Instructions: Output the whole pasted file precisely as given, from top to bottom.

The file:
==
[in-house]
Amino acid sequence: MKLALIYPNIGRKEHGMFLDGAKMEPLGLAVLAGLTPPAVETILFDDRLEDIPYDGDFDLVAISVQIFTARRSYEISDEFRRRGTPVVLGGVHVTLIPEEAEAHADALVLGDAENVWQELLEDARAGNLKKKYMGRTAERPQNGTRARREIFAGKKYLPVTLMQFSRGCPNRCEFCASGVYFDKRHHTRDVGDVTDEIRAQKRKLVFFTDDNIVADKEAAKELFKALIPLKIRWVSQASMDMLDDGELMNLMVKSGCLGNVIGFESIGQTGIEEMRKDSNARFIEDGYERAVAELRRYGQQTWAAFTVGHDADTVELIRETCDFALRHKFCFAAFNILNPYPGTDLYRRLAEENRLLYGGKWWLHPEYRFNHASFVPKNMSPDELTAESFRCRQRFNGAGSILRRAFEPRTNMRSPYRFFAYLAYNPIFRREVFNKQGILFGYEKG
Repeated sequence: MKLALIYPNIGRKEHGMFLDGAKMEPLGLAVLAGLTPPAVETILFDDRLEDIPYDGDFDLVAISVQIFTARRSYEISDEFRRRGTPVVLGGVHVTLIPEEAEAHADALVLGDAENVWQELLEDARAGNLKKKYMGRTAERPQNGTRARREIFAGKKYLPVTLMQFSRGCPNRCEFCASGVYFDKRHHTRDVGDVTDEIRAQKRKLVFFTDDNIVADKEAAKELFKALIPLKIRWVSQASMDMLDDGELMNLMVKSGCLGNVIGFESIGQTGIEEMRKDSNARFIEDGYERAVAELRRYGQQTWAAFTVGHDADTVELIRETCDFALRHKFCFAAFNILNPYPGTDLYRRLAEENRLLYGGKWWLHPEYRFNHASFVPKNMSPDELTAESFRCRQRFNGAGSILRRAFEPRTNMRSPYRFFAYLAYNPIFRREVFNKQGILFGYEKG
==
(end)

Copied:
[in-house]
Amino acid sequence: MKLALIYPNIGRKEHGMFLDGAKMEPLGLAVLAGLTPPAVETILFDDRLEDIPYDGDFDLVAISVQIFTARRSYEISDEFRRRGTPVVLGGVHVTLIPEEAEAHADALVLGDAENVWQELLEDARAGNLKKKYMGRTAERPQNGTRARREIFAGKKYLPVTLMQFSRGCPNRCEFCASGVYFDKRHHTRDVGDVTDEIRAQKRKLVFFTDDNIVADKEAAKELFKALIPLKIRWVSQASMDMLDDGELMNLMVKSGCLGNVIGFESIGQTGIEEMRKDSNARFIEDGYERAVAELRRYGQQTWAAFTVGHDADTVELIRETCDFALRHKFCFAAFNILNPYPGTDLYRRLAEENRLLYGGKWWLHPEYRFNHASFVPKNMSPDELTAESFRCRQRFNGAGSILRRAFEPRTNMRSPYRFFAYLAYNPIFRREVFNKQGILFGYEKG
Repeated sequence: MKLALIYPNIGRKEHGMFLDGAKMEPLGLAVLAGLTPPAVETILFDDRLEDIPYDGDFDLVAISVQIFTARRSYEISDEFRRRGTPVVLGGVHVTLIPEEAEAHADALVLGDAENVWQELLEDARAGNLKKKYMGRTAERPQNGTRARREIFAGKKYLPVTLMQFSRGCPNRCEFCASGVYFDKRHHTRDVGDVTDEIRAQKRKLVFFTDDNIVADKEAAKELFKALIPLKIRWVSQASMDMLDDGELMNLMVKSGCLGNVIGFESIGQTGIEEMRKDSNARFIEDGYERAVAELRRYGQQTWAAFTVGHDADTVELIRETCDFALRHKFCFAAFNILNPYPGTDLYRRLAEENRLLYGGKWWLHPEYRFNHASFVPKNMSPDELTAESFRCRQRFNGAGSILRRAFEPRTNMRSPYRFFAYLAYNPIFRREVFNKQGILFGYEKG